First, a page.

You may feel pressure and some cramping during the test. If there are small polyps, your doctor may take them out for biopsy. The test generally takes about 15 minutes. Afterward, you may feel some bloating or cramps, but you'll probably be able to go about the rest of your day.

In rare cases, the test can cause infections or bleeding (especially if polyps were removed). Rarely, the scope can also poke through (perforate) the colon wall during a sigmoidoscopy, which may need to be repaired with surgery.

If you have a clean sigmoidoscopy, experts say you should have your next one in five years. Some doctors may also recommend stool tests in the interval. Another approach to consider is having a sigmoidoscopy every 10 years along with a stool test, which may be a good option for patients who want to avoid a colonoscopy.

Stool test (every year or every three years, depending on type): There are three types of stool tests that check for small amounts of blood in your poop. These quick tests are less intrusive, but they are not as definitive as the tests that look at the colon directly, so they need to be repeated more often. The guaiac-based fecal occult blood test (gFOBT) uses the chemical guaiac to detect blood in your stool. The fecal immunochemical test (FIT) uses antibodies to detect blood in the stool. The FIT-DNA test combines the FIT test with one that detects altered DNA in the stool. 

For the gFOBT and FIT tests, you'll take home a kit from your doctor or lab. When you go to the bathroom, you'll swab a small sample from your stool with a little brush or stick and package it in the kit. Then you'll return the kit to your doctor or lab, and they'll check the sample for blood that can signal cancer. With a FIT-DNA test, you’ll need to collect an entire bowel movement to send to a lab for it to be checked for cancer cells. 

The gFOBT and FIT tests are recommended every year, while the FIT-DNA test can be done every one to three years. If the results are abnormal this test may be followed by a colonoscopy. 

Virtual colonoscopy (every five years):  With a virtual colonoscopy, also known as a CT colonography, a radiologist uses an X-ray and a computer to create images of your rectum and colon. A virtual colonoscopy can detect ulcers, polyps, or cancer. It’s potentially not as effective at finding certain polyps as a regular colonoscopy. It's usually used as a screening tool to look for polyps or cancer or in cases where a colonoscopy was incomplete or couldn’t be done.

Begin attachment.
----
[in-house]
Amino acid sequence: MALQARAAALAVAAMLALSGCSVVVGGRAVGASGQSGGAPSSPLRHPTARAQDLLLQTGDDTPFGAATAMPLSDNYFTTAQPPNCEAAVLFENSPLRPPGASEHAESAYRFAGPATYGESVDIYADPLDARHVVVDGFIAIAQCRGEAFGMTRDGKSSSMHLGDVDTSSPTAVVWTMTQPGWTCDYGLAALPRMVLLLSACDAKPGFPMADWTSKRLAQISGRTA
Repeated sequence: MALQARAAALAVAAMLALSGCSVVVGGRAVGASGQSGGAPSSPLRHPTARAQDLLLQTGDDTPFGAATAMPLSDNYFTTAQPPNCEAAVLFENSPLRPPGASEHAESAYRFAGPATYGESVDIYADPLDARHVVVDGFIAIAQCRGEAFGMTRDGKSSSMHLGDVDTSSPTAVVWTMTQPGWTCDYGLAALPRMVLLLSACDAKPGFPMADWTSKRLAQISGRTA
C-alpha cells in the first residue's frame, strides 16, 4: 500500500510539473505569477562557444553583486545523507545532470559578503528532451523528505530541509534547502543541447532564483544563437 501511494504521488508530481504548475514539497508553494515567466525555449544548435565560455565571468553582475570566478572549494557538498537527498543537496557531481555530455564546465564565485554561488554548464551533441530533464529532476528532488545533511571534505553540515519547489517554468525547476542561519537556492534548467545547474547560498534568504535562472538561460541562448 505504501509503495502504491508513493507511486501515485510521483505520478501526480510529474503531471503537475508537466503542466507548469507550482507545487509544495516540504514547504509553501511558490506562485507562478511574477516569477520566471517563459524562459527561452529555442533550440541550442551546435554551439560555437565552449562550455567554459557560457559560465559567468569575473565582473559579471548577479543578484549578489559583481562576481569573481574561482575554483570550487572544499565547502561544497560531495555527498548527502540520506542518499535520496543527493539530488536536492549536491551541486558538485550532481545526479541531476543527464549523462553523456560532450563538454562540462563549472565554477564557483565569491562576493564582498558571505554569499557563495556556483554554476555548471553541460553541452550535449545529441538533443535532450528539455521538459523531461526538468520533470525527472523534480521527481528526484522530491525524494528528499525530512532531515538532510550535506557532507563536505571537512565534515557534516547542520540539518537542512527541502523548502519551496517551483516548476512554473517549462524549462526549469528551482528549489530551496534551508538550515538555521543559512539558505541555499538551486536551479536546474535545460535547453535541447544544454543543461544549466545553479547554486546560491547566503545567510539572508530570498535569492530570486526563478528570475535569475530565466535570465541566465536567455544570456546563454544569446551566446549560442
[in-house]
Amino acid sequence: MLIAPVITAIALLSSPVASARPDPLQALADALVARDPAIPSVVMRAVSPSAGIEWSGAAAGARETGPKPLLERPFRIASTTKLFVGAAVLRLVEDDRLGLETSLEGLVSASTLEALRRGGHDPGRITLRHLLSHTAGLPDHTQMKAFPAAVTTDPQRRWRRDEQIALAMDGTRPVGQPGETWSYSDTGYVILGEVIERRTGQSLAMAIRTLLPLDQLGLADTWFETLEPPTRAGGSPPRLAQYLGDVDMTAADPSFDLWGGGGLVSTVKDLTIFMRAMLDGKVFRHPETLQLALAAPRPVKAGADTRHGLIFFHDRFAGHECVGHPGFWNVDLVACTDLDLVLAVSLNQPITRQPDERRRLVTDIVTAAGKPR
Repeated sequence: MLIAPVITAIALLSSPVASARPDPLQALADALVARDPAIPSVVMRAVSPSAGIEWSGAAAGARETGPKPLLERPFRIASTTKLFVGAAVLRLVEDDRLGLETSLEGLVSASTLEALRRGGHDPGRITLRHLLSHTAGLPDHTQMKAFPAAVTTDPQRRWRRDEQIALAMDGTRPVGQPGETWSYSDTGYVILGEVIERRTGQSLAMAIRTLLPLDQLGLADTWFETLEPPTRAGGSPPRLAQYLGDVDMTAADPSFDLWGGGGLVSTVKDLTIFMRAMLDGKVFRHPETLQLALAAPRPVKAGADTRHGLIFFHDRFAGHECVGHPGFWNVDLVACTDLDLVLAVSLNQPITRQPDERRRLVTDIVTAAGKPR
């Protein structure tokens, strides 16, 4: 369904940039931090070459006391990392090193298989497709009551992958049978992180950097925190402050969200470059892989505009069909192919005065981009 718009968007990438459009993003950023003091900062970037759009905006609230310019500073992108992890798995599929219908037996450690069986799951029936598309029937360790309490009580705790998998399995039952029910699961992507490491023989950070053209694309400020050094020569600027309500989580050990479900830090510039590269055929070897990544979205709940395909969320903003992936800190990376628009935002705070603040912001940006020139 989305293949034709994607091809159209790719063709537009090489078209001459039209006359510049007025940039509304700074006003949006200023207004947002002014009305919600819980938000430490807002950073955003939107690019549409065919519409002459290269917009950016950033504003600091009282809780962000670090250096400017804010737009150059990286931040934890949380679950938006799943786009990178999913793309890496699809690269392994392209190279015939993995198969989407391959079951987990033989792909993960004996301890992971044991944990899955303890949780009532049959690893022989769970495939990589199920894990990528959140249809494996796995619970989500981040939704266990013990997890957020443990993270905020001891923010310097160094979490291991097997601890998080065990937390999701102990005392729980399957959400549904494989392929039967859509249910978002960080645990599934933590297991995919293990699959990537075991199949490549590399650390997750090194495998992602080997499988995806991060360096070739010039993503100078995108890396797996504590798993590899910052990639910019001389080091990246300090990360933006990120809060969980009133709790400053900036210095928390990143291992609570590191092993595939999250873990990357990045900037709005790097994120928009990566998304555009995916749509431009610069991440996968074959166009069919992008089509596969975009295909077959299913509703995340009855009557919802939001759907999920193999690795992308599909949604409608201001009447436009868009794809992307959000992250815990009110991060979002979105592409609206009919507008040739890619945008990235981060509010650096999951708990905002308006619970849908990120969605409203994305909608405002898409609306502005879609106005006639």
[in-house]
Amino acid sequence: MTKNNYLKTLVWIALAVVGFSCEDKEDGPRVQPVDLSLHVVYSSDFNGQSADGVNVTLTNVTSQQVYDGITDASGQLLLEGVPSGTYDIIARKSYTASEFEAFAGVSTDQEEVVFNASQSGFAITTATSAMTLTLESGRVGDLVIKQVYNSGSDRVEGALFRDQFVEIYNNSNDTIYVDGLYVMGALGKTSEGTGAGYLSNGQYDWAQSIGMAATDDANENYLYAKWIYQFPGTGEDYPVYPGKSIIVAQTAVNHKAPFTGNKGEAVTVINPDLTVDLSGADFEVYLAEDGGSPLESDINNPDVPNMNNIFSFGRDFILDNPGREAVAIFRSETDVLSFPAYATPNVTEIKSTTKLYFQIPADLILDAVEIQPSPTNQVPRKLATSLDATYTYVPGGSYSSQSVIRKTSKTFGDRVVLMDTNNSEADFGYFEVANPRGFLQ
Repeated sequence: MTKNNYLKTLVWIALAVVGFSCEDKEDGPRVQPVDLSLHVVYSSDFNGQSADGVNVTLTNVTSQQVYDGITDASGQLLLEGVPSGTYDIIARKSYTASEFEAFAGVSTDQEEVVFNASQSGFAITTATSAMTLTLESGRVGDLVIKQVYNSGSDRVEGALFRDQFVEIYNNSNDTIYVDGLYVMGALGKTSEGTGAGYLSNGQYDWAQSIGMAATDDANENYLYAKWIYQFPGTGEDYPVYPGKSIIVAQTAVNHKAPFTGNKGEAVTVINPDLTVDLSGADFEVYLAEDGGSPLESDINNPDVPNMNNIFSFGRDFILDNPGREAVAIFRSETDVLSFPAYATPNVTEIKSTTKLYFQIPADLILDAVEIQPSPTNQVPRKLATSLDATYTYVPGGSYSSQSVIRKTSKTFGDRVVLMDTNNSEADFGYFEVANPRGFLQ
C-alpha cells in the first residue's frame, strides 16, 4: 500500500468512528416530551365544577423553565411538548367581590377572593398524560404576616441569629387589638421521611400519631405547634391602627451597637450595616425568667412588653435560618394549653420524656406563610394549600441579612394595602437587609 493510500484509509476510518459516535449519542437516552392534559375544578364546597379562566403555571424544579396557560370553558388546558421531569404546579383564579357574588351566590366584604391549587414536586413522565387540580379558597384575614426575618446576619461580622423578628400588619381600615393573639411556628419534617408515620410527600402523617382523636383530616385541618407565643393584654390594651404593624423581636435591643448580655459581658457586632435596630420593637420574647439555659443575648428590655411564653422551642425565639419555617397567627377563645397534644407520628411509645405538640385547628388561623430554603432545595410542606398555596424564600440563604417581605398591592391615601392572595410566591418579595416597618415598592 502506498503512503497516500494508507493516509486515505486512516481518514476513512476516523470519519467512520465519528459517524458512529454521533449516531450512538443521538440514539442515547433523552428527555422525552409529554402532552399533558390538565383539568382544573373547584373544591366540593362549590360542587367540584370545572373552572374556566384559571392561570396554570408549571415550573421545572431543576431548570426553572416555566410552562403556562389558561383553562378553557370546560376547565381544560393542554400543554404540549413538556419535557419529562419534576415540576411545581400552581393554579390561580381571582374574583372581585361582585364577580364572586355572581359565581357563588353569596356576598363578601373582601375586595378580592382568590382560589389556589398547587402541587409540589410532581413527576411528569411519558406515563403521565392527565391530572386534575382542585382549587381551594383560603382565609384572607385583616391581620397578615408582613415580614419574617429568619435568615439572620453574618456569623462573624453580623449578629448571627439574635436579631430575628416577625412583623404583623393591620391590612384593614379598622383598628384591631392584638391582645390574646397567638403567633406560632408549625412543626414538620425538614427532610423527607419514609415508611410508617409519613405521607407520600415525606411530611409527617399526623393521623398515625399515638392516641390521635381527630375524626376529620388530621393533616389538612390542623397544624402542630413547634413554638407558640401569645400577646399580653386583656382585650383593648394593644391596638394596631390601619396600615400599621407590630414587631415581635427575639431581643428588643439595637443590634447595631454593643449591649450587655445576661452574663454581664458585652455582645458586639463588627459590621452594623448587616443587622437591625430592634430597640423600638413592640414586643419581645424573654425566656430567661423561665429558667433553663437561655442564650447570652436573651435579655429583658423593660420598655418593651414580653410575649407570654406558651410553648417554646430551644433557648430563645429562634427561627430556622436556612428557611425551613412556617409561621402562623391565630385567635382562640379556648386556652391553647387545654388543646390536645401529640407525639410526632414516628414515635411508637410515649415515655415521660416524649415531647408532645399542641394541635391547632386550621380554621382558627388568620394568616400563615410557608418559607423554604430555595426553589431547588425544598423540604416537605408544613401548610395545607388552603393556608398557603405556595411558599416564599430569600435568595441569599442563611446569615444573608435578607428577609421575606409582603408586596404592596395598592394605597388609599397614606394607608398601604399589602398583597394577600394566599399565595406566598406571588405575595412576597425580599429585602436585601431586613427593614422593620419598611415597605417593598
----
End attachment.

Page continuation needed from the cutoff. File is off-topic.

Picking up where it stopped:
To prepare for a virtual colonoscopy, you’ll have to change your diet, clean out your bowel with laxatives and drink a special liquid called contrast medium the night before. The contrast medium shows up on X-rays and helps your doctor tell the difference between polyps and stool.

Unlike with a colonoscopy, you won’t need anesthesia. For the test, you’ll lie on a table while an X-ray technician inserts a thin tube through your anus and into your rectum. The tube inflates your large intestine with air to allow for better X-ray images. The table slides into a CT machine where the X-ray images are taken. You may be asked to hold your breath a few times and you will be asked change positions, such as moving onto your side or stomach. The test takes about 10 to 15 minutes.

For the first hour after the test, you might experience cramping or bloating. Otherwise, you can return to your normal diet or activities right away.

The radiologist will look at your test images for possible problems and send a report to your doctor. If there are any problems, you might undergo a colonoscopy the same day or at a future date. If your results are normal, your doctor might recommend you have another exam in five years.

A virtual colonoscopy does come with a slight risk that the lining of your large intestine could be perforated when your colon is inflated with air. In that case, it would be repaired with surgery.

Good to know

Even though it might not be your favorite thing in the world, don't wait too long between screenings. The time between tests is designed to catch problems early (one to 10 years, depending on the test and your personal risk factors). Depending on the results of your tests, your doctor may want you to be screened more often.

Selected references

National Cancer Institute. Tests to Detect Colorectal Cancer and Polyps. Last reviewed July 2016. 

Centers for Disease Control and Prevention. Colorectal Cancer. Last reviewed February 2019.

U.S. Preventive Services Task Force (USPSTF)Colorectal Cancer: Screening. Last updated June  2017. 

Staff
Rally Health